As Hong Kong reports 12 new cases, it launches effort to test millions. That's raising eyebrows.
A Beijing-led mass coronavirus testing effort kicked off Tuesday in Hong Kong, with nearly 650,000 people registered to take part amid boycott calls from some of the city's pro-democracy activists and health care workers.
For at least a week, residents will be able to get free nasal and throat combination tests at more than 140 testing centers throughout the city.
Hong Kong tightened its social distancing measures in early July because of spiking case numbers during its third wave of COVID-19 infections, but the outbreak appears to have been brought under control, with 12 new cases reported Tuesday.
But to stave off any new transmission, the government hopes residents will come forward and volunteer to take the free test this week.
Beijing will assist in the testing with a temporary lab and a team of at least 60 specialists, which has led Hong Kong's pro-democracy union of health care workers and some pro-democracy activists, including Joshua Wong, to call for a boycott of mass testing this weekend.
They say that it's not the most efficient way to contain the virus and that DNA samples could be sent to mainland China. The Hong Kong government has denied the claim, saying no personal data will be taken out of the city.
The testing comes at a sensitive time for some Hong Kongers, who decry what they see as Beijing's encroachment on their freedoms.
Hong Kong leader Carrie Lam, who was tested Tuesday, told reporters that the purpose of the program is to identify hidden carriers as soon as possible to stop the spread of the virus.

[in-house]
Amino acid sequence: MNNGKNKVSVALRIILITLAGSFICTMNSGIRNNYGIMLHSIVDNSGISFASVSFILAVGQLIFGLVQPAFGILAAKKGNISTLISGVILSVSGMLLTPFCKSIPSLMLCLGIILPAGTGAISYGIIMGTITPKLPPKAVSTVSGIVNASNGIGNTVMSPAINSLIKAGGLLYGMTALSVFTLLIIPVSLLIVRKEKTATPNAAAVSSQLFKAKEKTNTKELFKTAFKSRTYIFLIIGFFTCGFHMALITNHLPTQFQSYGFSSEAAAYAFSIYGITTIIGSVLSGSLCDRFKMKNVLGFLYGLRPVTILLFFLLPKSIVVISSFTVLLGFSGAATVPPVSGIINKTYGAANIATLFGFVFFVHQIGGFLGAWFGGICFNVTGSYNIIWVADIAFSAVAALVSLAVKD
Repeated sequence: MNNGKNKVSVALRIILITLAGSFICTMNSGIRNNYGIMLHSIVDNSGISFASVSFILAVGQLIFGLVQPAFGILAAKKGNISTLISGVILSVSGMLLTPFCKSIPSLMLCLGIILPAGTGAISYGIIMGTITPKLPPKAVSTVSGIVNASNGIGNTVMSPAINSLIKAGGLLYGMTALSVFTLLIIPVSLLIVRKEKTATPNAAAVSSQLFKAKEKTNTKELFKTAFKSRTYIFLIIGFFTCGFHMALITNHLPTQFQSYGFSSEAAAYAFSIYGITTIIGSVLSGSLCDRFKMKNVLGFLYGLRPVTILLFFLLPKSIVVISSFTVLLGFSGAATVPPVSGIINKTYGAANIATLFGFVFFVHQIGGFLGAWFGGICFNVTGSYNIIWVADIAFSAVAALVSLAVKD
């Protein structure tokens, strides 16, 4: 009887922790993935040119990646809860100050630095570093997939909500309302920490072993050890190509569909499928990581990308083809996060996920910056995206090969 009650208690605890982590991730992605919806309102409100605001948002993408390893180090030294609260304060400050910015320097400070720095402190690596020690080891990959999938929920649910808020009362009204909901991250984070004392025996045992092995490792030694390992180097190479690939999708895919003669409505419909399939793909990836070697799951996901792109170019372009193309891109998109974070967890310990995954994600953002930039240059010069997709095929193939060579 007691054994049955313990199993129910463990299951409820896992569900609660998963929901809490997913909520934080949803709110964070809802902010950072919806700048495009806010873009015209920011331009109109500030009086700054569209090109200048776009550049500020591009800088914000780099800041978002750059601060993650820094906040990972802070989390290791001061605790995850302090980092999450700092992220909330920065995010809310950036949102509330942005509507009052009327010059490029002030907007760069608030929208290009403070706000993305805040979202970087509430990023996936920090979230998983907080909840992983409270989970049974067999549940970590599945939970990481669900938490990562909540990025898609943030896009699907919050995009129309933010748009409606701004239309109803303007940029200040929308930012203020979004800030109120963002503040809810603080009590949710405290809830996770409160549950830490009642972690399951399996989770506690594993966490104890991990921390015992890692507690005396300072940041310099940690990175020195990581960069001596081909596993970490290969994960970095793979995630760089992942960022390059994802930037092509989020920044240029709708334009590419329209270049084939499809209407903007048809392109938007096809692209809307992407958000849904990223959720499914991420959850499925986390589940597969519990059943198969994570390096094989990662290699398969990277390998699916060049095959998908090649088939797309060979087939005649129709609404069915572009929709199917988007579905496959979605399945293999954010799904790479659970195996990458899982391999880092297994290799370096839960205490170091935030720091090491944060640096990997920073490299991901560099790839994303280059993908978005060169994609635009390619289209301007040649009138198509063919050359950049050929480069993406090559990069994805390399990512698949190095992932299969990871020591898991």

She denied that the relatively small number of people who had signed up for the mass testing so far, 600,000 out of the city's population of 7.5 million, had anything to do with the level of trust in Hong Kong's government.
"But it does have something to do with people who either don't understand the details of the program, the procedures, the safeguards we have put in place, that they try to cause worries and fears amongst the people, so they will have less confidence in coming forward," Lam said.
Mass testing has brought outbreaks under control in mainland China, said Benjamin John Cowling, a professor at the Hong Kong University School of Public Health.
Authorities in Wuhan, the city in mainland China where the virus emerged this year, tested all of its 11 million residents in May after a cluster of new cases raised fears of a second wave of infections. According to China's health officials, there have been no new cases in Wuhan recently, and the official Chinese news agency, Xinhua, reported that about 1.4 million of the city's students went back to school Tuesday.
"The government in Beijing and Hong Kong have been very enthusiastic about demonstrating this mass testing approach as a good way to resolve and end a community epidemic," Cowling said.
"If it works in Hong Kong, then maybe it will work in other parts of the world. That will be a success story for the Chinese approach for controlling COVID-19," he said.